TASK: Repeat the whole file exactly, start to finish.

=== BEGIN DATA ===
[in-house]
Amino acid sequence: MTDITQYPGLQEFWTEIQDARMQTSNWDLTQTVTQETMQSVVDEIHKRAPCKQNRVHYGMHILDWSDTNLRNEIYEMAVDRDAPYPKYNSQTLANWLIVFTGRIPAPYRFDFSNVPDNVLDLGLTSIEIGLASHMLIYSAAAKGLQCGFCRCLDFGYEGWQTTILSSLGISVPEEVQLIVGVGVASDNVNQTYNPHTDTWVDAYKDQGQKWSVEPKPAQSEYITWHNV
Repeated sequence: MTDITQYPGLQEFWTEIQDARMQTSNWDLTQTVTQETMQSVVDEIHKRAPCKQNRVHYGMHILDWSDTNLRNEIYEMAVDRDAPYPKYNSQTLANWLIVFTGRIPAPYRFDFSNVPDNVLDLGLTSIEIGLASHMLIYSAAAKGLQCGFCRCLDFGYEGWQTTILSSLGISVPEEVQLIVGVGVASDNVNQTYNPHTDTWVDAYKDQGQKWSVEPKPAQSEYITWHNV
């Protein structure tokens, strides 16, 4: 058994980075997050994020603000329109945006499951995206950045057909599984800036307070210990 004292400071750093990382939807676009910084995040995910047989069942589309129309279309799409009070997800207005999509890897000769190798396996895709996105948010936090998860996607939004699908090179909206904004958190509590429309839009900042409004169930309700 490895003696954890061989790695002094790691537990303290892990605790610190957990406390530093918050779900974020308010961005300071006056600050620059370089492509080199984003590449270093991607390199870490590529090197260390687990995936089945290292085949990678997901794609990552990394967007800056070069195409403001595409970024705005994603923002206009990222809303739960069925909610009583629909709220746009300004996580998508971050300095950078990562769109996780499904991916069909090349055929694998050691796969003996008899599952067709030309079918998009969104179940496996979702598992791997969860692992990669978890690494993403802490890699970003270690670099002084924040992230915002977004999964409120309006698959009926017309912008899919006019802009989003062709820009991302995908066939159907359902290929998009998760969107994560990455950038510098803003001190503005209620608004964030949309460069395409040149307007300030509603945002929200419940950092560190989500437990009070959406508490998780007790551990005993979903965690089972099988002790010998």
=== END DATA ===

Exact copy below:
[in-house]
Amino acid sequence: MTDITQYPGLQEFWTEIQDARMQTSNWDLTQTVTQETMQSVVDEIHKRAPCKQNRVHYGMHILDWSDTNLRNEIYEMAVDRDAPYPKYNSQTLANWLIVFTGRIPAPYRFDFSNVPDNVLDLGLTSIEIGLASHMLIYSAAAKGLQCGFCRCLDFGYEGWQTTILSSLGISVPEEVQLIVGVGVASDNVNQTYNPHTDTWVDAYKDQGQKWSVEPKPAQSEYITWHNV
Repeated sequence: MTDITQYPGLQEFWTEIQDARMQTSNWDLTQTVTQETMQSVVDEIHKRAPCKQNRVHYGMHILDWSDTNLRNEIYEMAVDRDAPYPKYNSQTLANWLIVFTGRIPAPYRFDFSNVPDNVLDLGLTSIEIGLASHMLIYSAAAKGLQCGFCRCLDFGYEGWQTTILSSLGISVPEEVQLIVGVGVASDNVNQTYNPHTDTWVDAYKDQGQKWSVEPKPAQSEYITWHNV
């Protein structure tokens, strides 16, 4: 058994980075997050994020603000329109945006499951995206950045057909599984800036307070210990 004292400071750093990382939807676009910084995040995910047989069942589309129309279309799409009070997800207005999509890897000769190798396996895709996105948010936090998860996607939004699908090179909206904004958190509590429309839009900042409004169930309700 490895003696954890061989790695002094790691537990303290892990605790610190957990406390530093918050779900974020308010961005300071006056600050620059370089492509080199984003590449270093991607390199870490590529090197260390687990995936089945290292085949990678997901794609990552990394967007800056070069195409403001595409970024705005994603923002206009990222809303739960069925909610009583629909709220746009300004996580998508971050300095950078990562769109996780499904991916069909090349055929694998050691796969003996008899599952067709030309079918998009969104179940496996979702598992791997969860692992990669978890690494993403802490890699970003270690670099002084924040992230915002977004999964409120309006698959009926017309912008899919006019802009989003062709820009991302995908066939159907359902290929998009998760969107994560990455950038510098803003001190503005209620608004964030949309460069395409040149307007300030509603945002929200419940950092560190989500437990009070959406508490998780007790551990005993979903965690089972099988002790010998």